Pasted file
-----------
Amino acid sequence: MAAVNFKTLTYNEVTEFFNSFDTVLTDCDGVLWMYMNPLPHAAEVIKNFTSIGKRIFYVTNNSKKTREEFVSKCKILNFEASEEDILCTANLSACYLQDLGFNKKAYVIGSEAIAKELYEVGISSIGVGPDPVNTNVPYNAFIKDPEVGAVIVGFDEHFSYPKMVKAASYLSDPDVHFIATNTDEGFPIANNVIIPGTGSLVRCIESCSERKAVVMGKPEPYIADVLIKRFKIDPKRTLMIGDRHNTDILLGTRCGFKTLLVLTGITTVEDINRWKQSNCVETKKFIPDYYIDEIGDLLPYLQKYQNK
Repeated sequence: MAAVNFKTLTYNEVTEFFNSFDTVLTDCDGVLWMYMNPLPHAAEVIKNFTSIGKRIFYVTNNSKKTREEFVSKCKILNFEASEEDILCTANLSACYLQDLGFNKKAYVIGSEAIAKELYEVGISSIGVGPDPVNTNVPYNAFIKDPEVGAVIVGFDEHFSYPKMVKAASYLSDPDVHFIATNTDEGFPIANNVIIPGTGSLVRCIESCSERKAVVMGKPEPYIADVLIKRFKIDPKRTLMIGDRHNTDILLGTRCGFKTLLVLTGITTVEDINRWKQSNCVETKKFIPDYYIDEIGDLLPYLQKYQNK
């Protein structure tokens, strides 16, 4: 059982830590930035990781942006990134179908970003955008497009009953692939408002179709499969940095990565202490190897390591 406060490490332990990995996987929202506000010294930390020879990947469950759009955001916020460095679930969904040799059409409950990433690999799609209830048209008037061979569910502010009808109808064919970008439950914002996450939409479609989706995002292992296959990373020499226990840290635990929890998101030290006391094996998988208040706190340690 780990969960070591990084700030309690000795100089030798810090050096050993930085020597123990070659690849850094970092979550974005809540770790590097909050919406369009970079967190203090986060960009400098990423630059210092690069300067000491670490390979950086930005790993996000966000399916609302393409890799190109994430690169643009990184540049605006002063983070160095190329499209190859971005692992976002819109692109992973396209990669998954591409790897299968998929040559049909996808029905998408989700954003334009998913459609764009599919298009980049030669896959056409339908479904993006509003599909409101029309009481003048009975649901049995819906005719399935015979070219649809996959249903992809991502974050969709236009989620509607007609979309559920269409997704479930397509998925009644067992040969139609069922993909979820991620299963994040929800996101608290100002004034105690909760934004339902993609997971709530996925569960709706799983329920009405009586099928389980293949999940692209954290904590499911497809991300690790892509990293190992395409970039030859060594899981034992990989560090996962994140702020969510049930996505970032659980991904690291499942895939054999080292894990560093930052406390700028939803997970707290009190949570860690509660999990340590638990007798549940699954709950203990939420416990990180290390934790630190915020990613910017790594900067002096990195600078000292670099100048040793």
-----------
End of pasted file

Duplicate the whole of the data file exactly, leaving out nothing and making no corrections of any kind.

Amino acid sequence: MAAVNFKTLTYNEVTEFFNSFDTVLTDCDGVLWMYMNPLPHAAEVIKNFTSIGKRIFYVTNNSKKTREEFVSKCKILNFEASEEDILCTANLSACYLQDLGFNKKAYVIGSEAIAKELYEVGISSIGVGPDPVNTNVPYNAFIKDPEVGAVIVGFDEHFSYPKMVKAASYLSDPDVHFIATNTDEGFPIANNVIIPGTGSLVRCIESCSERKAVVMGKPEPYIADVLIKRFKIDPKRTLMIGDRHNTDILLGTRCGFKTLLVLTGITTVEDINRWKQSNCVETKKFIPDYYIDEIGDLLPYLQKYQNK
Repeated sequence: MAAVNFKTLTYNEVTEFFNSFDTVLTDCDGVLWMYMNPLPHAAEVIKNFTSIGKRIFYVTNNSKKTREEFVSKCKILNFEASEEDILCTANLSACYLQDLGFNKKAYVIGSEAIAKELYEVGISSIGVGPDPVNTNVPYNAFIKDPEVGAVIVGFDEHFSYPKMVKAASYLSDPDVHFIATNTDEGFPIANNVIIPGTGSLVRCIESCSERKAVVMGKPEPYIADVLIKRFKIDPKRTLMIGDRHNTDILLGTRCGFKTLLVLTGITTVEDINRWKQSNCVETKKFIPDYYIDEIGDLLPYLQKYQNK
């Protein structure tokens, strides 16, 4: 059982830590930035990781942006990134179908970003955008497009009953692939408002179709499969940095990565202490190897390591 406060490490332990990995996987929202506000010294930390020879990947469950759009955001916020460095679930969904040799059409409950990433690999799609209830048209008037061979569910502010009808109808064919970008439950914002996450939409479609989706995002292992296959990373020499226990840290635990929890998101030290006391094996998988208040706190340690 780990969960070591990084700030309690000795100089030798810090050096050993930085020597123990070659690849850094970092979550974005809540770790590097909050919406369009970079967190203090986060960009400098990423630059210092690069300067000491670490390979950086930005790993996000966000399916609302393409890799190109994430690169643009990184540049605006002063983070160095190329499209190859971005692992976002819109692109992973396209990669998954591409790897299968998929040559049909996808029905998408989700954003334009998913459609764009599919298009980049030669896959056409339908479904993006509003599909409101029309009481003048009975649901049995819906005719399935015979070219649809996959249903992809991502974050969709236009989620509607007609979309559920269409997704479930397509998925009644067992040969139609069922993909979820991620299963994040929800996101608290100002004034105690909760934004339902993609997971709530996925569960709706799983329920009405009586099928389980293949999940692209954290904590499911497809991300690790892509990293190992395409970039030859060594899981034992990989560090996962994140702020969510049930996505970032659980991904690291499942895939054999080292894990560093930052406390700028939803997970707290009190949570860690509660999990340590638990007798549940699954709950203990939420416990990180290390934790630190915020990613910017790594900067002096990195600078000292670099100048040793």